Canada Land Division Systems (National Institute)
The original content for this article was contributed by The National Institute for Genealogical Studies in June 2012. It is an excerpt from their course Canadian: Land Records Course Part 1 and Part 2 by Sharon L. Murphy, Brenda Dougall Merriman, CG, and Frances Coe, PLCGS. The Institute offers over 200 comprehensive genealogy courses for a fee ($).
The orderly division of land into easily identifiable parcels was paramount in the development of the country. This allowed the settlers to obtain a specific piece of property by grant or sale. A reference system was put in place to be able to identify one piece of land from another. There were four major systems of subdivision in Canada. Surveyors worked in a different manner in various parts of the country. Usually they based their descriptions on the metes and bounds method of measuring boundary lines, with the technical language of chains and rods, etc, and compass directions. In deeds, we will normally see an ancestor’s property described by metes and bounds or by a coordinates position. Global Positioning (GPS) may be adopted in the future by some provinces.
River Lot System
The best known example of this system is the seigneurial system of land tenure which developed in New France. It is characterized by long narrow lots running perpendicular to and along major rivers and waterways. Rivers were often the only means of transportation and each settler required access to them in order to transport his produce and to have a link between his farm and the rest of the community.
Rectangular Lot System
This system used the township or parish as its largest component. They were then subdivided into a series of lots, each of uniform size (100-200 acres) and rectangular in shape. Lots would be arranged in rows and numbered consecutively. Each row or concession would also be numbered to form a grid system per township. You will find this system in Ontario, Québec and in the Maritimes.
The use of natural features, such as rocks, trees, rivers, etc., marked the beginning and end of a boundary. This system was also known as “crazy quilt”. A typical description of a piece of property under this system would refer to the house of one person and an oak tree nearby and a river bed with direction such as easterly, northern, etc. being noted. This produced many odd shaped lots whose boundaries were often not very accurate and of course such features often changed or disappeared. As a rule, these lots are organized within a parish or township and are given numbers to set them apart from the other lots. Reference to a specific lot would read “Lot __, __ Parish, __ County” within a province. This system is found primarily in the Maritimes, especially in Nova Scotia and Newfoundland.
Dominion Land System
This system covers the largest area of Canada. It was based on the American public land system and was initiated in Canada in 1870.
When the Canadian government negotiated the transfer of Rupert’s Land from the Hudson’s Bay Company it successfully brought most of the land in western Canada under the federal government.
The deal between the Hudson’s Bay Company and the Dominion gave 1/20 of all subdivided land as part payment for the transfer. Sections 8 and 26 were set aside for the Hudson’s Bay Company. At this time Sections 11 and 29 were also set aside, this time for School lands.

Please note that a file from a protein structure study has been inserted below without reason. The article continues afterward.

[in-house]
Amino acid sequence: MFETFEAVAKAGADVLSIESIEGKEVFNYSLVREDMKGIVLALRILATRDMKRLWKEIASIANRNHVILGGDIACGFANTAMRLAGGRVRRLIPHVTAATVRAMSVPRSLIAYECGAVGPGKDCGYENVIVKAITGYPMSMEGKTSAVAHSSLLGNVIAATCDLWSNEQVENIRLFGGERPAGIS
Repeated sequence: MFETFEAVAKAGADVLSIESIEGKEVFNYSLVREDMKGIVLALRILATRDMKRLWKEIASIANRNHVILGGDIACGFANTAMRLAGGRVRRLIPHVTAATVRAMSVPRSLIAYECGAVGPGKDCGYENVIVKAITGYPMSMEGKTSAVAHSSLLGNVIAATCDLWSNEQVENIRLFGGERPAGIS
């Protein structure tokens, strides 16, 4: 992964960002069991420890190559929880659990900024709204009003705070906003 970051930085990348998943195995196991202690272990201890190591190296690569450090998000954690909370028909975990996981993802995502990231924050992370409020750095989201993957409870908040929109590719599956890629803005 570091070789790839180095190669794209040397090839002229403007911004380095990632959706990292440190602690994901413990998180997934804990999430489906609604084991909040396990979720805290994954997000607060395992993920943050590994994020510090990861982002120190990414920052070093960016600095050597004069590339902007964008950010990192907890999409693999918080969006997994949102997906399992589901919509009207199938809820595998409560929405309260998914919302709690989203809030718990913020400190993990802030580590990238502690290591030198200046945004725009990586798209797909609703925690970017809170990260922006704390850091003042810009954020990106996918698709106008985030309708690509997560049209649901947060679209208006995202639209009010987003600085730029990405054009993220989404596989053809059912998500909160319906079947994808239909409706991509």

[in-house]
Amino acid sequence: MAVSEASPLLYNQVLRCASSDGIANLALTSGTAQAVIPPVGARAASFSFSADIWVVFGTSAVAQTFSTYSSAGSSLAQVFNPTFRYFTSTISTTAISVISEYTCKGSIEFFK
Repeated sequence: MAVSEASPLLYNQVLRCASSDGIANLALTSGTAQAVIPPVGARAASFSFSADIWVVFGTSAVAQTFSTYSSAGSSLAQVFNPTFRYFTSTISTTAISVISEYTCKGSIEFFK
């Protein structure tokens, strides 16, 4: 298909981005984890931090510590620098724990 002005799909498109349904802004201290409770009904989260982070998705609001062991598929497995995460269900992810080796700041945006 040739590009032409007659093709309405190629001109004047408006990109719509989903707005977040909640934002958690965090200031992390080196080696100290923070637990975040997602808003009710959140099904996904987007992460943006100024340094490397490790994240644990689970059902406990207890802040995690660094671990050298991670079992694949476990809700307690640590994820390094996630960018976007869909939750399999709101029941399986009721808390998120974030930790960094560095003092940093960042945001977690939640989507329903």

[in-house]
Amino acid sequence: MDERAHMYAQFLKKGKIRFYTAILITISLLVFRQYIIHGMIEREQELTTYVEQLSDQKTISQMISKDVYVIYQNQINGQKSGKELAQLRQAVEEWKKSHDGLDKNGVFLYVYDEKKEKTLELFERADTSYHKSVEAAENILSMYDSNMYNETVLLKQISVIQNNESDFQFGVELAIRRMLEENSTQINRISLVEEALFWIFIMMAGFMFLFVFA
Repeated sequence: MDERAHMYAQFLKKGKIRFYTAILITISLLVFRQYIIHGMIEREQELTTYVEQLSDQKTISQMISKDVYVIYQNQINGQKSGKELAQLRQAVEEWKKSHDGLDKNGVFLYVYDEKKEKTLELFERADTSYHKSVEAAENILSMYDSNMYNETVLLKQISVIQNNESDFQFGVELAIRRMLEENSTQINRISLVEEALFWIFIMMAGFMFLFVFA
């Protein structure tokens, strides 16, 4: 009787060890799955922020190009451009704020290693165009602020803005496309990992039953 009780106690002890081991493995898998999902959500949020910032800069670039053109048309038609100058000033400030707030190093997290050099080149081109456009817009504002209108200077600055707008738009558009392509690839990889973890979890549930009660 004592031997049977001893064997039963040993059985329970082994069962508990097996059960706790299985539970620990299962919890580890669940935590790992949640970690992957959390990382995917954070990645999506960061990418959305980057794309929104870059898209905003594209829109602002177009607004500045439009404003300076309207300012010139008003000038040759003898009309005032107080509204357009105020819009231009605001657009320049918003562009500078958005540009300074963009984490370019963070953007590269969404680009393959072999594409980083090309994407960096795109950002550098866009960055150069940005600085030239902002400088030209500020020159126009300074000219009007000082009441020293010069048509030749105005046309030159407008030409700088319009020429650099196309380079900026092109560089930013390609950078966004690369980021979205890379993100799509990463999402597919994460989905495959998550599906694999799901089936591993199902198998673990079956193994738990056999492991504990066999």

To help finance the building of the Canadian Pacific Railway and other railways there were large concessions made of the remaining Crown lands to the railway companies. These lands were sold through the railway land departments. They usually received the odd-numbered sections in each township within a designated area or railway belt.
The base of this Dominion Land System is the township which contains 36 square miles. It is then divided into 36 “sections”, each containing one square mile (640 acres). This is not to be compared to the townships of eastern Canada which were set up for municipal administrative purposes. Each section is further divided into four 160 acre parcels called “quarter-sections” which are generally the smallest unit of this system. The townships are arranged in a grid system and are numbered consecutively from south to north beginning with Township 1, running along the US-Canada border.
To provide the grid index from east to west, each north-south tier of townships is designated a “range” and numbered consecutively, generally from east to west, from one of six meridians. Each of these meridians were used as the reference line for the surveys originating from it.
The Principle Meridian (longitude 97 degrees 30 W) is located in Manitoba with ranges running east and west from it. The 2nd (102 degrees) and 3rd (106 degrees) meridians fall in Saskatchewan with the 4th (110 degrees W) meridian falling along the Saskatchewan-Alberta border. The 5th (114 degrees W) meridian falls in Alberta and the 6th (118 degrees W) meridian in Alberta and British Columbia.
Reference to all these components is used when identifying specific lots. A sample description would be: “southeast quarter of Section 6, Township___, Range___, West (or East) of the ___Meridian”.
There is more regarding this system under the provinces of Manitoba, Saskatchewan, Alberta and parts of British Columbia.
Information in this Wiki page is excerpted from the online course Canadian: Land Records Course Part 1 and Part 2 offered by The National Institute for Genealogical Studies. To learn more about this course or other courses available from the Institute, see our website. We can be contacted at email@example.com
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